Four teenagers climb to the top of a towering pole, fasten themselves to ropes and throw themselves, headfirst and backwards, into the air.
No, it's not the latest social media challenge. It's the "danza de los voladores," the dance of the flyers, a more than 2,500-year-old ritual practiced by the Totonac people of central Mexico, who are fighting to keep the tradition alive by giving it some modern tweaks.
Spinning in widening circles around the pole as they fly upside-down through the air, the four dancers slowly descend to the ground, dressed in white tunics, red pants and conical hats with rainbow-colored streamers that trail across the sky.
A fifth dancer balances atop the pole -- a 30-meter (nearly 100-foot) tree trunk -- playing a festive tune on a reed flute while beating a small drum.
Every aspect of the tradition has deeper meaning for the Totonac, who use the dance to ask the gods for rain and fertility.
The four flyers represent the four cardinal points of their cosmology, and the fifth dancer the center. The 13 circles they spin around the tree trunk, multiplied by four, equal the number of years per cycle in their ancestors' highly advanced calendar: 52. And their colorful streamers represent the rainbow that appears after the rain.
"The dance is an offering that the Totonac people invented to end a terrible drought. The job was given to five chaste young men, who climbed to the top of the tallest tree and threw themselves off like birds," says Cruz Ramirez, 58, a veteran flyer.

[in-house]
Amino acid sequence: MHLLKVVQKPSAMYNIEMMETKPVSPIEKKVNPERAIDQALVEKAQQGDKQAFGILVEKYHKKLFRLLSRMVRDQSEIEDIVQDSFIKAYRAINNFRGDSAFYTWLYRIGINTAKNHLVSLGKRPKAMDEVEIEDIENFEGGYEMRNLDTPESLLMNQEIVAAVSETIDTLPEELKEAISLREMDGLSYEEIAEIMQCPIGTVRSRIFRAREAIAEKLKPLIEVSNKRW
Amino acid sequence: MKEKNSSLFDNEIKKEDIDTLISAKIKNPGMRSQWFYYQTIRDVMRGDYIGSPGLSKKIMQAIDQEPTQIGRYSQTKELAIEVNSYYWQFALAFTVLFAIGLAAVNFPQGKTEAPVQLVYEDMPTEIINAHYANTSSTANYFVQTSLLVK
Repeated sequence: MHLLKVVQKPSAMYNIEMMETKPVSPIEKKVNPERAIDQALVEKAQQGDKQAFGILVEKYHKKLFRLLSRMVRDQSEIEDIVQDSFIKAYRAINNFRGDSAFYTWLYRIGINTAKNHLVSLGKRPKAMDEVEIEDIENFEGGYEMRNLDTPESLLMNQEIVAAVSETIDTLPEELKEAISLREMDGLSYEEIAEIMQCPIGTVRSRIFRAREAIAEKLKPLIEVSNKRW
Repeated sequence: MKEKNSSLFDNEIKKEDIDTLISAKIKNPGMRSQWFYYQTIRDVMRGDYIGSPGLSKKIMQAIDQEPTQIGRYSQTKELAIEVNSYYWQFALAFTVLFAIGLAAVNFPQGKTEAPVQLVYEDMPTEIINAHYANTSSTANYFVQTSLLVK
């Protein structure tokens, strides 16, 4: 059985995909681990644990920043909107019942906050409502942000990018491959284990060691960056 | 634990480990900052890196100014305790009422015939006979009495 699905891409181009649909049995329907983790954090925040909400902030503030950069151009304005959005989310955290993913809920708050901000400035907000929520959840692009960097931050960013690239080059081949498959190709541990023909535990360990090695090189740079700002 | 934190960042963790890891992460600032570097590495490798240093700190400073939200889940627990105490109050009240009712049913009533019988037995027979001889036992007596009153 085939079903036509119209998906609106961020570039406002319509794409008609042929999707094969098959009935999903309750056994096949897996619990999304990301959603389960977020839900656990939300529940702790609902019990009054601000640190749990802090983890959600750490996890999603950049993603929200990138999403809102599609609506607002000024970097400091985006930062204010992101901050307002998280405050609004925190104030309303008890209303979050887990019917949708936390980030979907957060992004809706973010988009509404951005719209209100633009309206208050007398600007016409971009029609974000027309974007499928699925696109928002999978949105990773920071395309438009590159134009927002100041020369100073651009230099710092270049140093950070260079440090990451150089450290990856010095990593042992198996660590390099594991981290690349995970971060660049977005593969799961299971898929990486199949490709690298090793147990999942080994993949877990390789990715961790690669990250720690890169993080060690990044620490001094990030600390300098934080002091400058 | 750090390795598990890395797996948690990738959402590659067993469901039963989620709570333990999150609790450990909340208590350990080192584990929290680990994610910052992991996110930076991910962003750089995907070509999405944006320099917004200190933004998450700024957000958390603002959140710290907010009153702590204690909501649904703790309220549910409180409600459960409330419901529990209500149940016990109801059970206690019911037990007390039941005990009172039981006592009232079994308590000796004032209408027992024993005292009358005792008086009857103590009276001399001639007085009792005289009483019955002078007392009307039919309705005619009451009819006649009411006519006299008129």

But in the year 2019, leaping backwards off a 30-meter pole is not for everyone -- one reason why Ramirez and the other grandfathers who are the keepers of the tradition decided they had to bring it into the modern world.
They founded the Papantla Flying School, where young voladores now learn the art from professional teachers, with benefits such as life and accident insurance, legal safeguards and labor laws to protect them when they graduate.
"We were thinking about whom we would leave this heritage to, trying to make sure the ceremony wouldn't be lost," says Ramirez.
"Ten years ago, we didn't have life insurance, accident insurance, we had absolutely nothing."
- Gift of the birdman -
But the essence of the ritual -- which was named to UNESCO's list of the world's Intangible Cultural Heritage in 2009 -- remains.
"Young people come to the school to learn to value the ritual again, as something essential in life, to integrate the spiritual, the mental and the emotional," says Francisco Hernandez, 51, another teacher.
The tradition is on full display every year around this time -- the spring equinox -- at the Tajin summit, a cultural festival held in the town of Papantla, in Veracruz state, which wraps up Sunday.
The Papantla flyers have also toured the world, performing in Britain, France, Switzerland, Italy and the United Arab Emirates.
Thanks to their persistence and their lobbying efforts, they now have life and accident insurance that protects them in Mexico and abroad, under an agreement reached with the state government in 2009.
Eugenio San Martin is one of the students at the flying school. The shy 14-year-old comes from a family of voladores: his father and grandfathers were also flyers.
He is studying to be a "caporal," the dancer who balances atop the pole while playing the flute.
"I started when I was seven, because I liked it," he told AFP.
"The first time I climbed the pole, I was really scared. But the teacher climbed up with me."
The school welcomes around 100 new students each year, ages eight to 10. But only about 20 in every class have what it takes to become professional flyers, says Hernandez.
"Not everyone has the gift," he says.
"When a child has that power, you can see it in his eyes."
There is no set time period to learn the ritual, says Hernandez. At a minimum, it takes 10 years.
But in reality, "you never stop learning it," he says.
"Ironically, flying is the easy part. What it's really all about is learning the symbolism of the tradition."